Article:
The past couple of years have brought the arrival of some much-needed features on Android in the launch and fast expansion of Fast Pair and Nearby Share, but despite Google’s promise over a year ago, neither has arrived on Windows PCs, the company’s own Google TV platform, or even ChromeOS.
Fast Pair first launched on Android 6.0 back in 2017 and was one of Google’s first big moves in making accessories work better with Android devices. It works simply enough by showing a prompt on Android devices when a pair of headphones and other accessories are in pairing mode nearby, as well as guiding users through the setup process more quickly and linking that device to your Google account. It works with Pixel Buds, as well as many third-party headphones and even newer Wear OS watches.
Over time, Google has expanded Fast Pair greatly by adding new features, redesigning the UI to look a bit familiar to iPhone converts, adding automatic device switching and even bringing the feature to Wear OS. Most recently, at CES 2023, Google announced that Fast Pair was used over 320 million times in 2022.
Nearby Share, meanwhile, arrived in 2020 on Android devices and has since expanded to ChromeOS. The purpose is simple and best summarized by saying that this is Android’s AirDrop. It’s a feature that’s been widely adopted by Android OEMs, even in favor of their own solutions, and also improved over time. Google has tweaked visibility settings on more than one occasion, opened up the ability to share files with multiple devices at once, added some Material You flare, and it even powers Android’s new ability to share music activity across devices.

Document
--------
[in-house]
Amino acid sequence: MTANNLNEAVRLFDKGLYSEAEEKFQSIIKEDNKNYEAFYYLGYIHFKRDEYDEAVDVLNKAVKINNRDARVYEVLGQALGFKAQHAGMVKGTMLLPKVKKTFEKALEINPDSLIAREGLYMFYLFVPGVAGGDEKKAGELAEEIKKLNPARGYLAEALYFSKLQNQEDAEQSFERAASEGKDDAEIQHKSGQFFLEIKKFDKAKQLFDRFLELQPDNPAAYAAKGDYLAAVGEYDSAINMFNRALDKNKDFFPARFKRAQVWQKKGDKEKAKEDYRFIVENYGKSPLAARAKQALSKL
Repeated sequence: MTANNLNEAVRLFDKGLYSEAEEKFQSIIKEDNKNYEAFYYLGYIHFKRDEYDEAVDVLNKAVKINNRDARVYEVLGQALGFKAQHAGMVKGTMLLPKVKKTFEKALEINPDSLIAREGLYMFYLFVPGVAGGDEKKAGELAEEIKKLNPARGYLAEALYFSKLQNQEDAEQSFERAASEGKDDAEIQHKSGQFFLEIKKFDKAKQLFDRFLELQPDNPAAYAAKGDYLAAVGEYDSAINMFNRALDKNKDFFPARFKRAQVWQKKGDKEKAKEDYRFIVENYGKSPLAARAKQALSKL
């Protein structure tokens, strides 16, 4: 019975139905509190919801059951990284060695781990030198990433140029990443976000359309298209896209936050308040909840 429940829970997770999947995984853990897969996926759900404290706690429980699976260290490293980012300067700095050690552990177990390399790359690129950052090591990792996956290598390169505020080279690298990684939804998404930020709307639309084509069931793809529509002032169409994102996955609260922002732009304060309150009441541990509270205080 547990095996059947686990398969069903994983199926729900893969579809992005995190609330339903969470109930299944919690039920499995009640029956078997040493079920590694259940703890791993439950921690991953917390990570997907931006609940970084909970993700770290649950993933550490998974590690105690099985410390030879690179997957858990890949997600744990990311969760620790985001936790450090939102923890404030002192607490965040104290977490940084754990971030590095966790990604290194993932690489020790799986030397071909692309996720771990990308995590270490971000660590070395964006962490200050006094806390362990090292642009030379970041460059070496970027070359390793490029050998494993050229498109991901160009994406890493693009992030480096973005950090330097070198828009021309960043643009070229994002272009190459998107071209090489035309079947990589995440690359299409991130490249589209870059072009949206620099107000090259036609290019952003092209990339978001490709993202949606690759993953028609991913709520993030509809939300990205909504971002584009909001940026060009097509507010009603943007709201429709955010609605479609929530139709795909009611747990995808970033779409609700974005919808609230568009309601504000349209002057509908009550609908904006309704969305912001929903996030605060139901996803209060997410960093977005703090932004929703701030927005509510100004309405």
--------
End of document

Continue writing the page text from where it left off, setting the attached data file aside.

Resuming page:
Frustratingly, though, Google still hasn’t made good on its promise to bring both of these features to Microsoft’s Windows platform. That promise was made over a year ago at CES 2022.
Why the delay? Genuinely, it’s hard to say.
Google never set a date on the launch of Nearby Share on Windows, only saying that it would happen sometime in 2022 and giving us the sneak preview seen below. Even then, it was going to be a limited feature anyway. Google had said that it was working with Intel, , and to debut the functionality before, hopefully expanding it further after that.
And with Nearby Share, there’s another layer of complication in that Windows 11 already has “Nearby Sharing” baked in. There’s sure to be some confusion in these two identically-named products existing on the same machine.
But really, these delays are not a surprise, especially on the Fast Pair side of things.
Google’s delay is almost poetic, after the company has been teasing Fast Pair for ChromeOS for years now, only to continually not deliver on the feature, time and time again. Last June, Google said that the Fast Pair would arrive on ChromeOS over the summer of 2022, but six months later, it’s still missing.
Google also promised that Fast Pair would come to Android TV and Google TV a year ago, only for it to still be missing as of 2023.
We reached out to Google to see if there were any updates on when these experiences might arrive, but unfortunately, there was nothing to share. A Google spokesperson did say, though, that the company is “taking the time” to “deliver a high bar of quality with these experiences.”
Enabling these experiences that help your devices work better together across different brands is a huge challenge we’re solving for. There’s a lot of work to get done, and we are taking the time to make sure that we’re able to deliver a high bar of quality with these experiences.
– Google Spokesperson
More on Google:
- Google rolling out Material You tweaks to Nearby Share on Android [Gallery]
- Comment: As Google pushes the Pixel ecosystem forward, it’s time for a new Pixelbook
- Google brings Matter support to Nest devices and Android starting today
Author: Ben Schoon